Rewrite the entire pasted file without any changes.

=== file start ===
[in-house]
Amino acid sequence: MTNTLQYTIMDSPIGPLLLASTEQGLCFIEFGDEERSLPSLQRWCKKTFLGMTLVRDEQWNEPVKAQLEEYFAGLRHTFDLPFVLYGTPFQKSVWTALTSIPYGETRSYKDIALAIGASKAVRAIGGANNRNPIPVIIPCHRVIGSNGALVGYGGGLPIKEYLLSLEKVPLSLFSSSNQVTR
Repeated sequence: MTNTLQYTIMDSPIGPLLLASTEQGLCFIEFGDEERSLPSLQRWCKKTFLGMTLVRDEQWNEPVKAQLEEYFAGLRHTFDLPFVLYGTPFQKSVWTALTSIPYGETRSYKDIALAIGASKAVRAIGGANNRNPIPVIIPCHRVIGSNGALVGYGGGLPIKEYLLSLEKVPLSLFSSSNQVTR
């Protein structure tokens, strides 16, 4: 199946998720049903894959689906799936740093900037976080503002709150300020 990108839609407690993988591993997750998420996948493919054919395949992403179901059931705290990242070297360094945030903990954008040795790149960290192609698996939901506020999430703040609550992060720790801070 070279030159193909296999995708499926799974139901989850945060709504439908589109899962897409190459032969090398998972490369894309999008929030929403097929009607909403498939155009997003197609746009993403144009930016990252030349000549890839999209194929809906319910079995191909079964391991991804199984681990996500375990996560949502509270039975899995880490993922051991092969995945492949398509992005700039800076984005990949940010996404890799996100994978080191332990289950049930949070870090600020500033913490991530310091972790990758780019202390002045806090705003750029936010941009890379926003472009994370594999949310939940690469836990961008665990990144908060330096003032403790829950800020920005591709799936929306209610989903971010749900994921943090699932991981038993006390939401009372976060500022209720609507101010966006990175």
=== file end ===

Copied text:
[in-house]
Amino acid sequence: MTNTLQYTIMDSPIGPLLLASTEQGLCFIEFGDEERSLPSLQRWCKKTFLGMTLVRDEQWNEPVKAQLEEYFAGLRHTFDLPFVLYGTPFQKSVWTALTSIPYGETRSYKDIALAIGASKAVRAIGGANNRNPIPVIIPCHRVIGSNGALVGYGGGLPIKEYLLSLEKVPLSLFSSSNQVTR
Repeated sequence: MTNTLQYTIMDSPIGPLLLASTEQGLCFIEFGDEERSLPSLQRWCKKTFLGMTLVRDEQWNEPVKAQLEEYFAGLRHTFDLPFVLYGTPFQKSVWTALTSIPYGETRSYKDIALAIGASKAVRAIGGANNRNPIPVIIPCHRVIGSNGALVGYGGGLPIKEYLLSLEKVPLSLFSSSNQVTR
């Protein structure tokens, strides 16, 4: 199946998720049903894959689906799936740093900037976080503002709150300020 990108839609407690993988591993997750998420996948493919054919395949992403179901059931705290990242070297360094945030903990954008040795790149960290192609698996939901506020999430703040609550992060720790801070 070279030159193909296999995708499926799974139901989850945060709504439908589109899962897409190459032969090398998972490369894309999008929030929403097929009607909403498939155009997003197609746009993403144009930016990252030349000549890839999209194929809906319910079995191909079964391991991804199984681990996500375990996560949502509270039975899995880490993922051991092969995945492949398509992005700039800076984005990949940010996404890799996100994978080191332990289950049930949070870090600020500033913490991530310091972790990758780019202390002045806090705003750029936010941009890379926003472009994370594999949310939940690469836990961008665990990144908060330096003032403790829950800020920005591709799936929306209610989903971010749900994921943090699932991981038993006390939401009372976060500022209720609507101010966006990175």